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What will it take to lift Southwest Miss. up?

As I See It

Several weeks ago I attended the first-annual Southwest Mississippi Economic Development Symposium in Natchez. Dr. Steve Wells, director of the MBA program

at Alcorn State University, invited me. Steve and I go back a long way to when he was a professor at Millsaps and I was a student. It was the summer of ‘69 and we

watched the first moon walk together on TV during a break in Steve’s intermediate accounting class. My how time flies when you’re having a good time.

I have a personal interest in Southwest Mississippi since both my parents grew up there. My father’s ancestors, Joneses and Nunnerys, were pioneers and helped

settle Amite and Franklin counties around 1800. My mother’s ancestors, the Douglasses and Chiles arrived at about the same time to help settle Copiah and

Lawrence counties. 200-year-old roots run deep.

Historically, Southwest Mississippi has not been at the forefront of economic development. The eleven counties comprising the region are rural in nature and suffer

some of the highest unemployment in our state. Overall, the economy is closely tied to the timber industry.

Natchez enjoys a slightly different deal. It benefits from a substantial tourism trade (gaming and ante bellum homes) and there is some manufacturing located there.

Natchez is also a regional center for the oil and gas industry.

Successful economic development today requires cooperation across city and county lines. In years gone by, cities and counties competed head-to-head with their

neighbors in trying to persuade prospective employers to locate in their area. Winning came at a tremendous tax cost to the successful community. Frequently the

prospect chose another location where a more cooperative atmosphere prevailed.

Economically successful Mississippi communities, like Hattiesburg, Tupelo/Lee County, and the Gulf Coast, have learned to work together and to celebrate successes

within the region as if it had happened in their local community. This is a basic, and vital, ingredient in the economic development pie.

A commitment to cooperation within the region was repeatedly discussed and encouraged at the Natchez meeting. It appears that Southwest Mississippi has learned a

good lesson from the more economically successful communities and is about to begin implementing some of those sound strategies to enhance their own region.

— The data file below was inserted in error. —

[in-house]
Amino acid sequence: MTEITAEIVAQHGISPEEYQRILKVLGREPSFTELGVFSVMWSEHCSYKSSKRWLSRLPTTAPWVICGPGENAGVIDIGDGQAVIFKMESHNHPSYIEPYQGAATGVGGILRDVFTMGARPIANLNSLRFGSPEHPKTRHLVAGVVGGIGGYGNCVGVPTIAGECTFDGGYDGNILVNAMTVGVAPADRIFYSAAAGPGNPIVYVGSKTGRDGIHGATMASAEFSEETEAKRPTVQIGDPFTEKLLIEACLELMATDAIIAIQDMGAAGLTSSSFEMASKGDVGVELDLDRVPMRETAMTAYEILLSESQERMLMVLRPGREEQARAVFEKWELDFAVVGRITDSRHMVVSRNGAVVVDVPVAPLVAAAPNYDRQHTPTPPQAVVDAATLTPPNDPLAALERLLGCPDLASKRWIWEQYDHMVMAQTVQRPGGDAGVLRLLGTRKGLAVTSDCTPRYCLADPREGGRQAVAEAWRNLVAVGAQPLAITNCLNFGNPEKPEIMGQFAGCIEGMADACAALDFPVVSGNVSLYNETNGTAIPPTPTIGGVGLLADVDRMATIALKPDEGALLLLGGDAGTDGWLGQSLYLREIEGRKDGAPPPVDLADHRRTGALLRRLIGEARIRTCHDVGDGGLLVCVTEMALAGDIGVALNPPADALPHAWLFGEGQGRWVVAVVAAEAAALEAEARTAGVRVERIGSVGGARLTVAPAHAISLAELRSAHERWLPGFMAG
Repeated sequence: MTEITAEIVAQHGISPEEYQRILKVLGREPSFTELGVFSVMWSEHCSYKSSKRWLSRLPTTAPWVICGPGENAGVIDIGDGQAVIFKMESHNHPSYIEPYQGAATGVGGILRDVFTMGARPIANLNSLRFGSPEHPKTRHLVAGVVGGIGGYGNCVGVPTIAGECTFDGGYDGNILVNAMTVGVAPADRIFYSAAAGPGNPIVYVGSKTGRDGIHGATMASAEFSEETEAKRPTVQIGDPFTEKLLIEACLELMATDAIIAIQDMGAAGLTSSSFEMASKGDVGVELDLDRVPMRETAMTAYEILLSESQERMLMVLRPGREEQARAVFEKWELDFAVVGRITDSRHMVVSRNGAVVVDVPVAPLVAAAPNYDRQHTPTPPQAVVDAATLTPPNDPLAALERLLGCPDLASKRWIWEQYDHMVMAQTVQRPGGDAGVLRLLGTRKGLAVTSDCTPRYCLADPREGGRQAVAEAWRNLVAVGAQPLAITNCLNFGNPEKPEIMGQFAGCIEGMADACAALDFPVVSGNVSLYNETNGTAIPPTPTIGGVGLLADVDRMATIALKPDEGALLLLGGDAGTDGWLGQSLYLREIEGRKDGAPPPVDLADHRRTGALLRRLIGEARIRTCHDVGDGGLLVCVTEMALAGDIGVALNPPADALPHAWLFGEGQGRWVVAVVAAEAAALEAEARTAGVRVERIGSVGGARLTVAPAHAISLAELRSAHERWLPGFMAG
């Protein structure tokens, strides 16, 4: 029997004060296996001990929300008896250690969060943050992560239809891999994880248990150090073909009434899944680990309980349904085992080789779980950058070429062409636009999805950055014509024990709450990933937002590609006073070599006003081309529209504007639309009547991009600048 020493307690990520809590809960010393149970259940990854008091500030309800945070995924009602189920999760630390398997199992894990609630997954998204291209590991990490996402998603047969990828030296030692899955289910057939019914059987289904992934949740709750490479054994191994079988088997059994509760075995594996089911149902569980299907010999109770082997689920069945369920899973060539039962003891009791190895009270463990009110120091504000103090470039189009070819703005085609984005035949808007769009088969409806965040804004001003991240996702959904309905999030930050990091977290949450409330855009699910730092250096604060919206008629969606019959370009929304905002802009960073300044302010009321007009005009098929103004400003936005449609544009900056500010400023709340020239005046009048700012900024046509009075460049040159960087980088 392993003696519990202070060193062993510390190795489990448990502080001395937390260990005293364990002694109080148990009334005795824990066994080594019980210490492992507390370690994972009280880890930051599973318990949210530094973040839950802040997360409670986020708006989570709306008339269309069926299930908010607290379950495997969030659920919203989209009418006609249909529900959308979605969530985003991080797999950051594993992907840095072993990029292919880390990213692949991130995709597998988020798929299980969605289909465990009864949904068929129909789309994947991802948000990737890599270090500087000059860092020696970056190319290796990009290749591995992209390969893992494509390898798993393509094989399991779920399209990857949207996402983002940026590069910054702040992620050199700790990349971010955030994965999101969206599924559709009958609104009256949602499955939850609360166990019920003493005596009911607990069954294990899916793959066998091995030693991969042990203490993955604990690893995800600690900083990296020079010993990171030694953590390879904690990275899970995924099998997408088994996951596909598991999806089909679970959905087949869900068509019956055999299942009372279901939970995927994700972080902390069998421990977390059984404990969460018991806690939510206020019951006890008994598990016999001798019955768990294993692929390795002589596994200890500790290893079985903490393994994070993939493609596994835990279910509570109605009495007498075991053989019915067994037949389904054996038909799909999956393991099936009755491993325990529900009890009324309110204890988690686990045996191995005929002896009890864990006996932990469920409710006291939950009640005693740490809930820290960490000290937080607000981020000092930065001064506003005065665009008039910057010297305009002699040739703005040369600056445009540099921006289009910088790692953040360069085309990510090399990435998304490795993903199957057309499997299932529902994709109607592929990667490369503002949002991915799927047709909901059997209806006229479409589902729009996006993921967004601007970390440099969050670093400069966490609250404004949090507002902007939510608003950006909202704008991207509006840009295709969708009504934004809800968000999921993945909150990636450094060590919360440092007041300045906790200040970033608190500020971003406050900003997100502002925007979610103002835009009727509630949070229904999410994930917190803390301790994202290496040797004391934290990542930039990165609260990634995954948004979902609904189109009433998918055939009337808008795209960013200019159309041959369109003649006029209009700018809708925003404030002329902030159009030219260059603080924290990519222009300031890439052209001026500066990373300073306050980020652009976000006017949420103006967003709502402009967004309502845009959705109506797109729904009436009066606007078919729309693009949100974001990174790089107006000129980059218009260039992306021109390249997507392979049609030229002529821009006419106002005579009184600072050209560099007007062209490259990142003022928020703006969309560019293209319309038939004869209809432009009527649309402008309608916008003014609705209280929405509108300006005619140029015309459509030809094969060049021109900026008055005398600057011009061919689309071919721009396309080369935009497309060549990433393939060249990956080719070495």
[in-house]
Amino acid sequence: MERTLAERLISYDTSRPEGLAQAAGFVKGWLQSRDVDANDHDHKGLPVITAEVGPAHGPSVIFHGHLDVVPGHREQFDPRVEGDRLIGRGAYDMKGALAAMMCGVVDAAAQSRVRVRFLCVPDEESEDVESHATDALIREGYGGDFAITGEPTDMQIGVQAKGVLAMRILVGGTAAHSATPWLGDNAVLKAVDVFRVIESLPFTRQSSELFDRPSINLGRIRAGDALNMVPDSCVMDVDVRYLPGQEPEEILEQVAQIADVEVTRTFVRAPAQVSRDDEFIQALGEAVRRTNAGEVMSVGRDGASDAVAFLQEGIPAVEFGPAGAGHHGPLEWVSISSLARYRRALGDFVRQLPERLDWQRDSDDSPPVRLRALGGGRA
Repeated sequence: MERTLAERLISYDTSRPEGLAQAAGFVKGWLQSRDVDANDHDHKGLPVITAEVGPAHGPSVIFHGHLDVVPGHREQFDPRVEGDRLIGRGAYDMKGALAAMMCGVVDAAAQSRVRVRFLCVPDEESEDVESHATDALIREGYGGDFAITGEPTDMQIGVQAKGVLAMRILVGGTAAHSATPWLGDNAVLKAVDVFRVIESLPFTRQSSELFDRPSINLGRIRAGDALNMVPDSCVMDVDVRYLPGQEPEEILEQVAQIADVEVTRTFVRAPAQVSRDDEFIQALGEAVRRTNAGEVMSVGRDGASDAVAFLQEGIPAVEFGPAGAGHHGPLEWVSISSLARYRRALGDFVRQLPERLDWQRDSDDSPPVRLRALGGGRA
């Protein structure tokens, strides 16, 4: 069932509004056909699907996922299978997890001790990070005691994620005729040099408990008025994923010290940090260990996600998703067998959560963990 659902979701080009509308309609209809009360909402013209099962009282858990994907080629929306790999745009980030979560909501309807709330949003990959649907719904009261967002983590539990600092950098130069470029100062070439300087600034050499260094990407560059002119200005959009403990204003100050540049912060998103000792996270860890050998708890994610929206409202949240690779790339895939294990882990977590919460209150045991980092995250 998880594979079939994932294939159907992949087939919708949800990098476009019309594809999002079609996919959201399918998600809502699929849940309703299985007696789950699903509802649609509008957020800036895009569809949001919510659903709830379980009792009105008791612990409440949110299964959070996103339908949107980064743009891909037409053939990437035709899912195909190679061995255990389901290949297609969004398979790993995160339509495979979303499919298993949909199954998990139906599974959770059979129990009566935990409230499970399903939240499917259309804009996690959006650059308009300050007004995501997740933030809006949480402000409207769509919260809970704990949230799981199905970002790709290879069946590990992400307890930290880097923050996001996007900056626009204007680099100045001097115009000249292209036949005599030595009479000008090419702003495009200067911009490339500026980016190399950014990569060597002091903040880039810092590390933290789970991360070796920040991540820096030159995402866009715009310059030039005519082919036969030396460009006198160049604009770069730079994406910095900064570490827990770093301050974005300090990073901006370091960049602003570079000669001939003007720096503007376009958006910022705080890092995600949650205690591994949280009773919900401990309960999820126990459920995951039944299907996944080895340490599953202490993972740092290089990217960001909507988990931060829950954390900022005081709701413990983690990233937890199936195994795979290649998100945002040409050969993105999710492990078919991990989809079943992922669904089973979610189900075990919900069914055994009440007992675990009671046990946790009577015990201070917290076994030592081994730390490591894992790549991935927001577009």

The new commitment to action and cooperation within the southwestern Mississippi region comes at an opportune time with the Advantage Mississippi Initiative

economic development plan recently being passed by the Legislature. That plan contains numerous provisions which encourage communities to partner to their mutual


Gov. Ronnie Musgrove spoke at the symposium luncheon. He pointed out that this area was one which was traditionally underserved by state government and that his

economic develop initiative would be a useful resource for “jump-starting” the process.

I was thrilled to experience the enthusiasm evident in Natchez. Strategic planning for economic development with the communities cooperating with each other is

exciting stuff. With no intent to rain on the parade, I would suggest that some consideration be given to the following issues:

1. Economic development is a long, long process. If success is not apparent immediately, there is a temptation to become discouraged. Don’t. Tupelo and Hattiesburg

have a 25-year head start in regional cooperation and emulating their success will take a long, long time. The end is worth the effort.

2. Mississippians are moving from the rural areas to the urban areas as agriculture mechanizes and rural, low-paying manufacturing jobs are lost to other countries. The

only way to keep people happy living in the rural areas is for them to have a good job and good public schools. If the public schools are not good, no amount of

economic developing is going to be successful.

3. Employers must have employees who are capable of doing the job at hand or they will not come to Mississippi. The workforce must either be already trained or

trainable. There must be an effective training program available in the area to provide customized training for the employers. Mississippians have a well-deserved

reputation for being industrious, however, many lack the skills to perform the high-tech, high-paying jobs which could mean so much to the southwestern Mississippi

economy. Workforce training plus utilization of the provisions of the new economic development initiative will do the trick.

Thought for the Moment

Make it your ambition to lead a quiet life, to mind your own business and to work with your hands, just as we told you, so that your daily life may win the respect of

outsiders and so that you will not be dependent on anybody.

– 1 Thessalonians 4:11

Joe D. Jones, CPA, is publisher of the Mississippi Business Journal. His e-mail address is cpajones@msbusiness.com.


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